Unfortunately it looks as though the people who invested their money in his creation will soon be left high and dry. But Mr Ebbers would not be satisfied with serving only local customers.
Usually sober bankers and investment analysts were entranced by his plain-speaking manner and as the company grew its share price defied gravity. This scandal could not have come at a worse time. Only at that point did Mr Grubman take the stock off his top tips list, although he still reckoned it had a big future.
Mr Ebbers had no trouble finding people willing to give him a hand. A basketball scholarship took him to Mississippi College and after graduating in the late s he coached high school teams.
Suddenly investors were interested in the ability of new telecoms companies to outpace the traditional old operators. Analysts started to think the company might run out of money next year unless it could convince its banks or the bond markets to stump up more cash.
In the end Mr Ebbers decided to back down and allowed the UK-based mobile phone network Vodafone to buy the business. It bought a ritzy new office just outside Reading city centre and prepared to do battle with the likes of BT, France Telecom and Colt.
As the shares plunged, his lenders threatened to call in the loans. Quite simply, Mr Ebbers reckoned he was right and the rest of the financial world was making a big mistake. Mr Sullivan was the money man on whom Mr Ebbers relied to realise his vision and turn the telecoms minnow based in the backwaters of Mississippi into the global telecoms powerhouse it became.
Like many analysts of the time, Mr Grubman believed that to succeed in the new era of the internet and the world wide web companies needed to create telecoms networks that spanned the globe - a goal that could only be achieved with serious financial backing.
The rise and fall of WorldCom is a racy tale, even by the standards of the dotcom boom and bust. Showman Mr Ebbers was a one-off - an inveterate dealmaker, Baptist do-gooder and showman. He began his working life delivering milk in Edmonton, Canada.
That meeting at the Days Inn in Hattiesburg has entered financial folklore and been given a romantic tinge - the name chosen for the new company, then Long Distance Discount Services, was suggested by the waitress.
His fall from grace came two months ago, when he was dumped by the company he had built as investors started to doubt his story. Chapter 11 protection from creditors looms - one step away from bankruptcy. In the late s the name Ebbers became synonymous with the new style of US management ushered in by the dotcom boom.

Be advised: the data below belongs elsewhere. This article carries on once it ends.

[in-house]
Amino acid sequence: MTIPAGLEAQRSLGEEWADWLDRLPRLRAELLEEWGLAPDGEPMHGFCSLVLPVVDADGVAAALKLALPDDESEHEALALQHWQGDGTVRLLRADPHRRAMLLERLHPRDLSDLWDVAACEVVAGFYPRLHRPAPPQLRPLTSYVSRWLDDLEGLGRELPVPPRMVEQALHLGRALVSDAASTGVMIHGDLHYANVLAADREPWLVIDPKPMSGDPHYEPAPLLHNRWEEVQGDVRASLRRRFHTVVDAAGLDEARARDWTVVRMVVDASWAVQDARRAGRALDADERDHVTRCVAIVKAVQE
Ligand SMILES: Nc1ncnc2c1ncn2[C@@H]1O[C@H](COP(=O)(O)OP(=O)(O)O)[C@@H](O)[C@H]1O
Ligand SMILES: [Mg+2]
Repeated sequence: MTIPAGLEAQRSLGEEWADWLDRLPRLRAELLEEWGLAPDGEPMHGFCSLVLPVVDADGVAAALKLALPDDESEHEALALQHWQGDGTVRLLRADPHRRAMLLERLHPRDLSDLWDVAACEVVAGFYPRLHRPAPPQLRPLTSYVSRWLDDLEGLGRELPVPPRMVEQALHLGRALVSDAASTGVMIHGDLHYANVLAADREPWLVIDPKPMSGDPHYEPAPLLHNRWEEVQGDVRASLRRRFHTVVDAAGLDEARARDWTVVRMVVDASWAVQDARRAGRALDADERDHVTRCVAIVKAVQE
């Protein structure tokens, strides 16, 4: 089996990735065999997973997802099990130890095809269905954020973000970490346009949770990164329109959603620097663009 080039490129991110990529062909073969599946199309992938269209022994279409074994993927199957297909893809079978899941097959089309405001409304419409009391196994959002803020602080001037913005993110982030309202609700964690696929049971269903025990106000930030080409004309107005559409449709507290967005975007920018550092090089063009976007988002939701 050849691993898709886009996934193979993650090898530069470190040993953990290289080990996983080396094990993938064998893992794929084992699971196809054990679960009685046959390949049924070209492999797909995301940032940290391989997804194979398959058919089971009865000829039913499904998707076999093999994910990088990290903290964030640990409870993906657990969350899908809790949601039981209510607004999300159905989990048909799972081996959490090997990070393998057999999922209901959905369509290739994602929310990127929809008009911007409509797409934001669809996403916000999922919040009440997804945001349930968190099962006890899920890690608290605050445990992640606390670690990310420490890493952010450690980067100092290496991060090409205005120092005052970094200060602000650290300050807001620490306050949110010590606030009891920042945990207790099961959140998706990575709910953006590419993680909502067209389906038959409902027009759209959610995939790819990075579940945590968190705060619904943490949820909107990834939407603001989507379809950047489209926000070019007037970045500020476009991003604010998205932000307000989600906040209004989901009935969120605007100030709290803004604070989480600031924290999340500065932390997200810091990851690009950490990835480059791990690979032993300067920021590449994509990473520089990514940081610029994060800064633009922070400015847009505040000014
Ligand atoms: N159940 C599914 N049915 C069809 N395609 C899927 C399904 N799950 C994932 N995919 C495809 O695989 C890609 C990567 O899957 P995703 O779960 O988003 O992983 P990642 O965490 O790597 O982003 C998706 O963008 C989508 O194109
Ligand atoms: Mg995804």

As late as October last year, an analyst at the highly respected Lehman Bros bank recommended that investors carry on buying WorldCom shares. The growth of the internet led to a boom in demand for communications services and Mr Ebbers and his team took full advantage of the easy money which flooded the industry.
Most of his time was taken up by the main love of his youth, basketball. Along the way the company picked up numerous fans on Wall Street, perhaps most notably Jack Grubman, a telecoms analyst at the prestigious investment bank Salomon Smith Barney.
Now he has been joined by his long-time deputy, friend and the man in charge of the finances, Scott Sullivan, accused of cooking the books. Throughout the acquisition spree, WorldCom operated a financial accounting regime that with hindsight masked the true performance of the business as it grew.
After four years of planning and investment, his company opened for business in Europe, threatening to change the competitive landscape for ever. Yesterday, as the full gruesome story of massive fraud became public, the company was worth little more than that napkin.
He insisted there was an unwarranted campaign of slurs and rumours about WorldCom. He met up with three friends at a diner outside Clinton and over countless cups of coffee sketched on the famous napkin the business that would eventually become WorldCom. The story of WorldCom is the story of Bernie Ebbers, a folksy Canadian Sunday schoolteacher with a taste for the high life.
In what might seem like the ultimate irony, Sprint is now being touted as a potential saviour for the very company which once threatened its existence. Mr Ebbers was a regular sort of guy, not your normal buttoned-down businessman.This case describes three major issues in the fall of WorldCom: the corporate strategy of growth through acquisition, the use of loans to senior executives, and threats to corporate governance created by chumminess and lack of arm's-length dealing.
Worldcom case 1. How Unethical Practices Almost Destroyed WorldCom 2. WORLDCOM LEADERSHIP CEO Bernard Ebbers CFO Scott Sullivan.
Case Study The Rise and Fall of WorldcomThis case study is about Bernard Ebbers CEO of Worldcom, Inc. and Scott Sullivan CFO of WorldcomRise and Fall of WorldcomThis case study is about Bernard Ebbers CEO of Worldcom, Inc.
The Case Analysis of the Scandal of Enron Yuhao Li Huntsman School of Business, Utah State University, Logan city, U.S.A Review of Enron’s Rise and Fall Throughout the late s, Enron was almost universally considered one of the country's most innovative In this study, we report new findings that shed light on whether this event.
Aug 08, · A version of this article appears in print on August 8,on Page A of the National edition with the headline: For WorldCom, Acquisitions Were Behind Its Rise and Fall. Order Reprints. Case Study The Rise and Fall of WorldCom Chapter 10 Prepared For: Prof.
Aahad Osman Gani Group Members Abdulalim Tahir G Assem Riezqa Bernie Ebbers (CEO) and Scott Sullivan (CFO) have become better known for creating a massive corporate accounting fraud that led to the largest bankruptcy in U.S.
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